Monterey Mills, an American textile leader with deep roots in Wisconsin, plans to invest in Glenoit’s workers and infrastructure to gain a greater share of the growing sliver knitting industry. Currently, Monterey Mills has an estimated 60% market share.
"The acquisition of Glenoit gives Monterey an important presence in the heart of America's textile industry," says Dan Sinykin, President of Monterey Mills. “Although Glenoit is a mere shell of its past going from 1,100 people in 1997 to less than fifty in the factory, my vision is to turn that trend around, add jobs in Tarboro and leverage the Made in America brand.”
Sinykin believes one way to compete with the growing overseas manufacturers is to share knowledge and trade secrets. Years ago, dozens of sliver knitting mills existed in the U.S.; today, only four remain. Sinykin believes American manufacturers must change in order to keep up with the growing global markets and increased competition abroad.
“We ship our fabric all over the world so we are confident we can compete and win against any sliver knitting mill anywhere,” said Sinykin. “We must invest in innovation and R&D to prove to our customers that our workers make the best products and are committed to helping them build their businesses.”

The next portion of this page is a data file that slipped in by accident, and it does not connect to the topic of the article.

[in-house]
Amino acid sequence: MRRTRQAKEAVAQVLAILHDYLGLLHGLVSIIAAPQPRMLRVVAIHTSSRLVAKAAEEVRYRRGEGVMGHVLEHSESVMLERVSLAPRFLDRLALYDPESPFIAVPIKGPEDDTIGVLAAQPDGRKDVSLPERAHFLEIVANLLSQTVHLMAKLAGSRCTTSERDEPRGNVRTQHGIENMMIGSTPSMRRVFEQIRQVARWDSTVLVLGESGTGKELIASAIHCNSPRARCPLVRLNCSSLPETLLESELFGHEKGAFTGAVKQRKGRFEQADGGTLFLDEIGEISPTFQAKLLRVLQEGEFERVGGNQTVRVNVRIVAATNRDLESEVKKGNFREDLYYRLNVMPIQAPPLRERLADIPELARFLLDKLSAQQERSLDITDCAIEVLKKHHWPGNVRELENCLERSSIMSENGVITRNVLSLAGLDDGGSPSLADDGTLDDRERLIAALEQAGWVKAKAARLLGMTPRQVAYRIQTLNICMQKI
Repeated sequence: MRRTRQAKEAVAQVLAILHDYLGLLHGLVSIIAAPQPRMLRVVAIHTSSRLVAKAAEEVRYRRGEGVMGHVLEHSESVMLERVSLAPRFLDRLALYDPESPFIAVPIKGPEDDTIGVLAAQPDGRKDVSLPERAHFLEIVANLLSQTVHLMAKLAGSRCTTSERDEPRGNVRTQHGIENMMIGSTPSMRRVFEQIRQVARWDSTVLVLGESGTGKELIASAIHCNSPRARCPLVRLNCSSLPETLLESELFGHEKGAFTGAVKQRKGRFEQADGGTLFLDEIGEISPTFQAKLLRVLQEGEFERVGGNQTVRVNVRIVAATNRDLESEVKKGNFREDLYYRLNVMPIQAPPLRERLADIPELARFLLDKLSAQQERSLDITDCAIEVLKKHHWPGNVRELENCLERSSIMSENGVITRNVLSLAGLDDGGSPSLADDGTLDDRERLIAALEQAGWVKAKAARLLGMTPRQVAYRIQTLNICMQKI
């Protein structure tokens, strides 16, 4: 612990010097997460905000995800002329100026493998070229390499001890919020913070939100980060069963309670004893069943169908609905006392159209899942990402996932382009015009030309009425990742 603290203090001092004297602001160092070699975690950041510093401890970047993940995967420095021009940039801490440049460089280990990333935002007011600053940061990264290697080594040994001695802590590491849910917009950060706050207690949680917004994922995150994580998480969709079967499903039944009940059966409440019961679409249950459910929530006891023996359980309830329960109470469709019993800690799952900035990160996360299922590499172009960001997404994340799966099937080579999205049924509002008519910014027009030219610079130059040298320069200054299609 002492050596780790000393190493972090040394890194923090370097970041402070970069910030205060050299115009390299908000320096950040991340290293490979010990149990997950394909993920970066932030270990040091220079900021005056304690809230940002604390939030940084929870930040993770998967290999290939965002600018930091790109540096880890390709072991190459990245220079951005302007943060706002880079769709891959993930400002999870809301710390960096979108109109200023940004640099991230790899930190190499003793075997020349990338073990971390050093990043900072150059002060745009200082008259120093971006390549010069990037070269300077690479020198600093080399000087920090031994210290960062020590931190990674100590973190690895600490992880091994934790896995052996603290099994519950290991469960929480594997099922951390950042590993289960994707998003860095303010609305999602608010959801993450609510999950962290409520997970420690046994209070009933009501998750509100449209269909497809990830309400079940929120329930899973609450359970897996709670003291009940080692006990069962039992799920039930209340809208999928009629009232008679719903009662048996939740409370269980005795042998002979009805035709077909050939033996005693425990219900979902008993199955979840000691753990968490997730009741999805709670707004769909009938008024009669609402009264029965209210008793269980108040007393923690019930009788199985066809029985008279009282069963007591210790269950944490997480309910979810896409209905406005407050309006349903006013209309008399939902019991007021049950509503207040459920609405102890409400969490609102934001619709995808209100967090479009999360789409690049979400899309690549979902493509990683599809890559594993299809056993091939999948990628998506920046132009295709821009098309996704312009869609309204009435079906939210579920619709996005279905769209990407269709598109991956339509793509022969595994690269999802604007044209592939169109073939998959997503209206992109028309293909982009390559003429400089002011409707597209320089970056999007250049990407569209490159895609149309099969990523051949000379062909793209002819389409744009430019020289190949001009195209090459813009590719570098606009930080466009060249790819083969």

Sinykin plans to make sliver knitting a larger part of Glenoit’s future. Sliver knitting is fabric with a wide range of uses, from paint rollers, to apparel applications such as faux fur coats or fleece for outerwear jackets. It is also used in saddle pads, pet bed material, decubitus hospital pads, fabric for mascots and stuffed animals to name a few. Sinykin is also confident the Glenoit factory workers are eager to help make the operation a success.
About Monterey Mills:
Sliver knitting, was invented in Wisconsin in the Forties. It was invented by either Edward Borg of Borg Textiles, in Jefferson, Wisconsin or Joseph Rosenberg, of Argonaut Mills in Milwaukee. Glenoit Fabrics, started in Beloit, Wisconsin acquired Borg Textile in 1996. Argonaut Mills changed its name to Roller Fabrics in the 1970's as knit paint rollers became more popular and supplying fabric to paint roller manufacturers became a large percentage of their business.
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